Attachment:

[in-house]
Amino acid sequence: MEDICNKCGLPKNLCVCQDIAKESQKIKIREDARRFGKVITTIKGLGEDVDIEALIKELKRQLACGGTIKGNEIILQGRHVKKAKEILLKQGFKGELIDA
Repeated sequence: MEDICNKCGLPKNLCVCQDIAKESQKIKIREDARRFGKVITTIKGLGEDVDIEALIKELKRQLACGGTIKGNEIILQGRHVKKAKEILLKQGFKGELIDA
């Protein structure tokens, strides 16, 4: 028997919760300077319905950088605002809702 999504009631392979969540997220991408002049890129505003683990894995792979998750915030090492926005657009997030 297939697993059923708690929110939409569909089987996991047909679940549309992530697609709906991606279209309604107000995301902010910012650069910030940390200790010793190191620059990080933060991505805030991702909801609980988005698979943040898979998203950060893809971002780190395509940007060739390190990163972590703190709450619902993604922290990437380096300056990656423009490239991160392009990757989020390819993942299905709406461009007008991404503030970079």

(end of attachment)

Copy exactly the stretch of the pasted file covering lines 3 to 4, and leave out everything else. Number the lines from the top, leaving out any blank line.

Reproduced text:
Repeated sequence: MEDICNKCGLPKNLCVCQDIAKESQKIKIREDARRFGKVITTIKGLGEDVDIEALIKELKRQLACGGTIKGNEIILQGRHVKKAKEILLKQGFKGELIDA
């Protein structure tokens, strides 16, 4: 028997919760300077319905950088605002809702 999504009631392979969540997220991408002049890129505003683990894995792979998750915030090492926005657009997030 297939697993059923708690929110939409569909089987996991047909679940549309992530697609709906991606279209309604107000995301902010910012650069910030940390200790010793190191620059990080933060991505805030991702909801609980988005698979943040898979998203950060893809971002780190395509940007060739390190990163972590703190709450619902993604922290990437380096300056990656423009490239991160392009990757989020390819993942299905709406461009007008991404503030970079």